A few weeks ago, we heard an interview with Colson Whitehead, talking about his zombie novel Zone One. I haven’t read anything else by Whitehead, but I was intrigued by a zombie novel written by a writer with credentials as a “serious” “literary” writer. I also saw figured it was the perfect gift for a couple of English-teaching zombie-fanatic friends, so we bought a copy, read it, and passed it on (yeah, we’re those people).
Considering that I identify as a huge fan of fantasy and science fiction as well as an English major and former high school English teacher, this had the potential to be a great read by combining two great tastes that go great together. Unfortunately, it was only a good read.
The basic premise is this: the zombie apocalypse has come and decimated civilization, but the remaining humans have come together to push back the undead tide and reassert civilization. Our protagonist, called Mark Spitz, has survived and works for the government as a sweeper in New York City, working with a team to clear out the remaining “skels” and "stragglers" in Zone One of New York City after the marines--the real soldiers--have been through. As part of Project Phoenix, they will pave the way for the resettlement of America's greatest city by the other survivors, who are currently holding out in protected refugee camps. The novel follows him and his team (Gary and his squad leader Kaitlyn) as they go building to building, with frequent flashbacks to life before “Last Night” and his life in “the Interregnum” before the government (in Buffalo, of all places) started picking up the pieces. In some ways, it felt reminiscent of the literature of the Viet Nam war, soldiers just slogging through, suffering from the effects of their horrific experiences, but continuing on with their routines as sweepers. Their lives, either in the present or in flash-back, are not particularly heroic or action-packed, except for brief moments that are almost over as soon as they’ve begun (this is especially true since the zombies we see are mostly your typical slow-moving horde zombies, as well as a number of totally passive zombies who just sort of stay put, lost in some routine or memory, basically doing nothing).
Genre fiction is caricatured as being more shallow than “serious” fiction, particularly in terms of characterization and what we might call significance or meaning. The reality is that genre fiction can be every bit as deep, though it can also be every bit as shallow as its detractors think it is. But in any case, you would expect that Whitehead would be bringing something a little more to the zombie novel. And sure, he spends time on characterization and reaches for significance. The problems, as I see them, are at least two-fold. First, the zombie genre is pretty well developed in film and print, and the zombie as symbol has been pretty well mined. Whitehead touches on those interpretations of zombies, and sometimes he makes clever uses of the genre’s tropes, but he doesn’t really show us anything particularly new. And at the same time, as he makes the novel more “literary,” he makes it rather painfully slow at times. Say what you will about genre fiction, the plot typically moves along at a good pace, and even the writers who are striving for depth in their writing can typically keep a plot zipping smoothly along at the same time. Whitehead really doesn’t: call the process plodding more than plotting. Not—I hasten to add—that this was a deadly flaw or I ever considered putting the book aside. Whitehead did, in any case, do enough to make me care about the characters and the world he was drawing, and at times he displays great cleverness or perfect phrasing; in large measure these elements compensated for the slower plot.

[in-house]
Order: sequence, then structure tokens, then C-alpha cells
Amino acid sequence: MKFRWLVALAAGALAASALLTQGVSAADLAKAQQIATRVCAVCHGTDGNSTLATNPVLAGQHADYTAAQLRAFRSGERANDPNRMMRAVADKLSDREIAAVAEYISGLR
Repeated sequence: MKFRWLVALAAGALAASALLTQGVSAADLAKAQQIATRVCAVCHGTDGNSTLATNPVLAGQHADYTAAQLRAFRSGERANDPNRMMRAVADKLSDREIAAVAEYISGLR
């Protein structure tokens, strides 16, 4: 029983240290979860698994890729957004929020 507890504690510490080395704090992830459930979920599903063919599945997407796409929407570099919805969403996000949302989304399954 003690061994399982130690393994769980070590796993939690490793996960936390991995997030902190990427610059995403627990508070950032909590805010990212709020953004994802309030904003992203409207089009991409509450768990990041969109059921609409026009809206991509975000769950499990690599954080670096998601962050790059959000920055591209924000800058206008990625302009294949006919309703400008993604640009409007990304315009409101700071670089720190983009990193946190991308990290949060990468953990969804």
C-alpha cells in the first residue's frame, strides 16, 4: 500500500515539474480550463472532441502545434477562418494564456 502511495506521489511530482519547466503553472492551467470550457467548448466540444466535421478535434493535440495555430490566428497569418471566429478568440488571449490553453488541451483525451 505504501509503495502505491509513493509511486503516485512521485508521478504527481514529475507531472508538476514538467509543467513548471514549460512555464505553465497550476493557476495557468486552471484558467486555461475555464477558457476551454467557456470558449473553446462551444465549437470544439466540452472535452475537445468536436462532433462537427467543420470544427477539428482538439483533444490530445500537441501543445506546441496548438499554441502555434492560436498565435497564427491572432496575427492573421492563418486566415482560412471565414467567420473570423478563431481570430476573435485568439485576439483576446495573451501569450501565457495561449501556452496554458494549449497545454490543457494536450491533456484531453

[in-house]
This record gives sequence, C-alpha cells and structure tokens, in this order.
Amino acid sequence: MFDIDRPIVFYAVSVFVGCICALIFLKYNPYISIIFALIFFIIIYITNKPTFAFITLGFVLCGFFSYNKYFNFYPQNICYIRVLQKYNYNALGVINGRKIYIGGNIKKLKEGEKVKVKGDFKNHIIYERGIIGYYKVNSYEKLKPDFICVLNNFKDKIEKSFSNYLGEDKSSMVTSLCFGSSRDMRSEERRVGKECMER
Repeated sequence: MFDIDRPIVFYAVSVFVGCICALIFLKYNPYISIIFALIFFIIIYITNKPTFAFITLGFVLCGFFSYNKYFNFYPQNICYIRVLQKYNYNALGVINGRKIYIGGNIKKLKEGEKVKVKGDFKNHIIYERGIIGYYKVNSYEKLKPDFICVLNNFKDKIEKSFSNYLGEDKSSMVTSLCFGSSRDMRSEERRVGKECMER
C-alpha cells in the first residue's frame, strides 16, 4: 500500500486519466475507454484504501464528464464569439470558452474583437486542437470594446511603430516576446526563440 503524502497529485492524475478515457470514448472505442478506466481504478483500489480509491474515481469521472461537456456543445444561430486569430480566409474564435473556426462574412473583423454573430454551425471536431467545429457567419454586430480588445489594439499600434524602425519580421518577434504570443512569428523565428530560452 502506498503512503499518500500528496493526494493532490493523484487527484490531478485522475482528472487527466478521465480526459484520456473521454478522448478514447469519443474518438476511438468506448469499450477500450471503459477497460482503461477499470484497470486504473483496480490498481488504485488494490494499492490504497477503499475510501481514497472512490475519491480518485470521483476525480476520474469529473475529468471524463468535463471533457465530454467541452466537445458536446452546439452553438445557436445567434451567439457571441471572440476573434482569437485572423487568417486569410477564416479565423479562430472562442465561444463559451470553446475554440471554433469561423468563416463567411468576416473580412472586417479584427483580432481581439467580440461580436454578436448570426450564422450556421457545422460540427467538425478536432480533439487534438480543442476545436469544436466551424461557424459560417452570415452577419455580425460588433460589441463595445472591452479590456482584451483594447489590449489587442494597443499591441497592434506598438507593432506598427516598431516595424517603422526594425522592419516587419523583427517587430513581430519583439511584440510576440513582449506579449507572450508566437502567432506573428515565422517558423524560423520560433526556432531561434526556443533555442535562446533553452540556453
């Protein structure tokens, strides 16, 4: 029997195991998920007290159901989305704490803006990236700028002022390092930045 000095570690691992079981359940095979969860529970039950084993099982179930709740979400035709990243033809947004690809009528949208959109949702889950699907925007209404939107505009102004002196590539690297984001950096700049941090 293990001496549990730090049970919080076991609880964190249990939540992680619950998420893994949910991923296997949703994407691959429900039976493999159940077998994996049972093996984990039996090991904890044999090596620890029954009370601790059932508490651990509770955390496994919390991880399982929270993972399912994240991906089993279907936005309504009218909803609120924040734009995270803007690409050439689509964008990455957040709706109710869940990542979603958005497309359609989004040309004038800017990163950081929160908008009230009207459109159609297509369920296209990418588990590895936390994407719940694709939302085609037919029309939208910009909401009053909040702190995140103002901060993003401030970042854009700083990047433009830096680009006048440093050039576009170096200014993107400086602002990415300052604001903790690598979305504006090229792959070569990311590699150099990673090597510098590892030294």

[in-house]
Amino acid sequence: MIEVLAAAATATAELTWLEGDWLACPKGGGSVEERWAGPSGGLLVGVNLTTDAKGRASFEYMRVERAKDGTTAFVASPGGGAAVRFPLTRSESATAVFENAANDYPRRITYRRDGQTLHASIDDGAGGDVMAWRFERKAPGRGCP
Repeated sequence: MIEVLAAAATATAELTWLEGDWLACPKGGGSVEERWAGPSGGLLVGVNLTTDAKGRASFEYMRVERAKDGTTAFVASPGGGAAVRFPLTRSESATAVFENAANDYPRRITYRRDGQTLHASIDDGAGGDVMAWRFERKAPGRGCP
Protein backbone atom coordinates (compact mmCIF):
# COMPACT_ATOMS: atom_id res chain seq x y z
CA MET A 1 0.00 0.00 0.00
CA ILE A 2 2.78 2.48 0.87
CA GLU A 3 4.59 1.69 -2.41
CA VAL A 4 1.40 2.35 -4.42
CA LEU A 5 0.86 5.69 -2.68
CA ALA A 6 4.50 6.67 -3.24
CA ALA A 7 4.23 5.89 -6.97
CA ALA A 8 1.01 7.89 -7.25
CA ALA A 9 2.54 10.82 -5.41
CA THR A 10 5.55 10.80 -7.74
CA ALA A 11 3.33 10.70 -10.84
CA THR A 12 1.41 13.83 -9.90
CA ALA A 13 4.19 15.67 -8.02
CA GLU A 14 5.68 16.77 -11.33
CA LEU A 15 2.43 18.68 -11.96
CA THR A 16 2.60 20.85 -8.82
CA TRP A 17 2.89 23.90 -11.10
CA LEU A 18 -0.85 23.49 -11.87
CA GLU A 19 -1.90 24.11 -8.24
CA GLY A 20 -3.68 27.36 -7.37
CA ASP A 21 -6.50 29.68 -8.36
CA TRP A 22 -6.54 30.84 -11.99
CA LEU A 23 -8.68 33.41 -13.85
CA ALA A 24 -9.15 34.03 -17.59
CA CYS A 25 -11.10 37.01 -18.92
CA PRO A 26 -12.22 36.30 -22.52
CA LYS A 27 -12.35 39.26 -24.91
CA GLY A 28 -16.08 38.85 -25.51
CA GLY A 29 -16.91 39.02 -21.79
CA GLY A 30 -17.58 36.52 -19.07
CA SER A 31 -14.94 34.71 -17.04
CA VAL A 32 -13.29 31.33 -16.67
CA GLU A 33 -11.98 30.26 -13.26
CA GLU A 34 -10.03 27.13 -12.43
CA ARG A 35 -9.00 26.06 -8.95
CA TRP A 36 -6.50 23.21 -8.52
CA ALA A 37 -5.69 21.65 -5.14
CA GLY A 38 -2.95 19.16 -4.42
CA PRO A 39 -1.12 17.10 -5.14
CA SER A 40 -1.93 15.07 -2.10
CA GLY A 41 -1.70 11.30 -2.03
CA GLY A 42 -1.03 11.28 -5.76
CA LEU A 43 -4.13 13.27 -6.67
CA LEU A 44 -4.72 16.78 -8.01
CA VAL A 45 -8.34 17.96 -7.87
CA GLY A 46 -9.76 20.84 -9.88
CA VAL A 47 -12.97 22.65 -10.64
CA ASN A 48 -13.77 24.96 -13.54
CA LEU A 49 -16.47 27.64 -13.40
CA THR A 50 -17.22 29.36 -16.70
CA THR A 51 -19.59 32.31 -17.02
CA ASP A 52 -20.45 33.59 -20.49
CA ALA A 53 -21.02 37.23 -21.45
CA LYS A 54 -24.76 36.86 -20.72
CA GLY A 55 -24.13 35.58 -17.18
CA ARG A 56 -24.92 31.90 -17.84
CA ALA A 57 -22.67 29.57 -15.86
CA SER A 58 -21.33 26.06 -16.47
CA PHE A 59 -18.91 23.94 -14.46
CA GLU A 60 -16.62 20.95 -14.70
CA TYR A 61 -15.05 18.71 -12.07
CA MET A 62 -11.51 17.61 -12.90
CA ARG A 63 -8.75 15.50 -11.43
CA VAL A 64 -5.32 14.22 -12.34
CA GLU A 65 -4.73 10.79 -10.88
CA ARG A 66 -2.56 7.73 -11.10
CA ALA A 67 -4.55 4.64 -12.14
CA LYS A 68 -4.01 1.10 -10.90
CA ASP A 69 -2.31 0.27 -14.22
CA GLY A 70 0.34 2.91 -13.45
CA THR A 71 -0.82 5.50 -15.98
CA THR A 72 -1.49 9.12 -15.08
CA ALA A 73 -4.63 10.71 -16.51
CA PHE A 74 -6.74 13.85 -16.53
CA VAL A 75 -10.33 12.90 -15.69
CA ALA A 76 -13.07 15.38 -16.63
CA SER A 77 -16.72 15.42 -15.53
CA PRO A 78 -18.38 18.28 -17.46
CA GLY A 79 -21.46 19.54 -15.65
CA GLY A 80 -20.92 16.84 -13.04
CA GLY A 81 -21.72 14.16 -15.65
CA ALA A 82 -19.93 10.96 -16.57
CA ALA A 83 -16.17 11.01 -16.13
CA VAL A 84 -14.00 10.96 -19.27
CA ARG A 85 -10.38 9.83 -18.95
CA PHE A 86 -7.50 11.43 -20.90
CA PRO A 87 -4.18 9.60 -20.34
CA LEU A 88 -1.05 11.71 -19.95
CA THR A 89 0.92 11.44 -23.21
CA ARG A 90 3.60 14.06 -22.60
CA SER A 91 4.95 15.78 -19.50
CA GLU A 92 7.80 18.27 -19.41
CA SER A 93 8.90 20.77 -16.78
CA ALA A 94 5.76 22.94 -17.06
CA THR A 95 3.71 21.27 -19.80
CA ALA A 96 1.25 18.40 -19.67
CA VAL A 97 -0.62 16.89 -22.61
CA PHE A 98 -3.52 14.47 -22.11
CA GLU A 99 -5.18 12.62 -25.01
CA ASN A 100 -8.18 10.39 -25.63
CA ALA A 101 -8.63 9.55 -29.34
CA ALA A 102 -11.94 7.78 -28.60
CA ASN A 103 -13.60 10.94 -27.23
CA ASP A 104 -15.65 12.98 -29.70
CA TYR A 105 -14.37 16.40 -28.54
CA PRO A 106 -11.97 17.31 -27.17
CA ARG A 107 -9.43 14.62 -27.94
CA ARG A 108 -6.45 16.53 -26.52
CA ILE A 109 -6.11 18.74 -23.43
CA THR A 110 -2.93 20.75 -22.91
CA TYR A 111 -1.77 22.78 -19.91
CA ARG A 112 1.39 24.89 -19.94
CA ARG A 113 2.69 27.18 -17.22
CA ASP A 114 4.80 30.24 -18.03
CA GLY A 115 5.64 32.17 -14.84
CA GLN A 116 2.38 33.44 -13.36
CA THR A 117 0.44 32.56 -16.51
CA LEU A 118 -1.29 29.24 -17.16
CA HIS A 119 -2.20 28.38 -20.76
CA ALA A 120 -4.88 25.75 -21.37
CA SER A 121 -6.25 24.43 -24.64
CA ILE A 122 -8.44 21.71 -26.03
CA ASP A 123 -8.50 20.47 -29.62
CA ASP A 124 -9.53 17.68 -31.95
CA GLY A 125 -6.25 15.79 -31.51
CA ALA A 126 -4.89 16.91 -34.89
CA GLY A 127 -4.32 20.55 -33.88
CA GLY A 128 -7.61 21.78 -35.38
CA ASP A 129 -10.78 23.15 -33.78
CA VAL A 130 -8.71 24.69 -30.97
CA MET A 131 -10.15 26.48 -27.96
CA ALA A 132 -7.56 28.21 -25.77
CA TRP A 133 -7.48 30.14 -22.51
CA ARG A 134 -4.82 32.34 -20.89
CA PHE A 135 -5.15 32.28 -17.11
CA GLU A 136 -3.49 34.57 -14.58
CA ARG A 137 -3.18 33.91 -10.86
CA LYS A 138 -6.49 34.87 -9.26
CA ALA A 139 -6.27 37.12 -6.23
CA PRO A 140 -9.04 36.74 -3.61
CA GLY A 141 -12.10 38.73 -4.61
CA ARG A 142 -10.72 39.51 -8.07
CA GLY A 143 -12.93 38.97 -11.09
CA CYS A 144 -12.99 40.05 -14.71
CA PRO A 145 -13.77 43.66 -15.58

I feel like I'm being quite critical, when the truth is that I enjoyed the novel well enough... just not as much as I hoped. And all that said—spoiler alert here—I did rather like where Whitehead takes it at the end: instead of a resurgence of humanity, the bastions of resurgent civilization crumble, plunging those who escape its fall onto their own individual and small-group resources. Forget the happy ending, forget any sense of the inevitable resurgence of civilization. Mark Spitz and others like him may survive past the end of the novel, but it's a zombie world now, not a human one, and the old paradigms don't apply.
Why they’d tried to fix this island in the first place, he did not see now. Best to let the broken glass be broken glass, let it splinter into smaller pieces and dust and scatter. Let the cracks between things widen until they are no longer cracks but the new places for things. That was where they were now. The world wasn’t ending: it had ended and now they were in the new place. They could not recognize it because they had never seen it before.
Whatever the future will be like, it won't be like the past, which is what the human characters have more or less universally been trying to do. There's a sense that Mark Spitz may be able to make it, there's a sense throughout that this very average man (throughout his life, he was a B student, an average employee, excelling at mediocrity and never standing out for either competence or incompetence) is about as well-adapted to the new world as anyone could be, especially here at the end where he's realized the truth about the world he inhabits.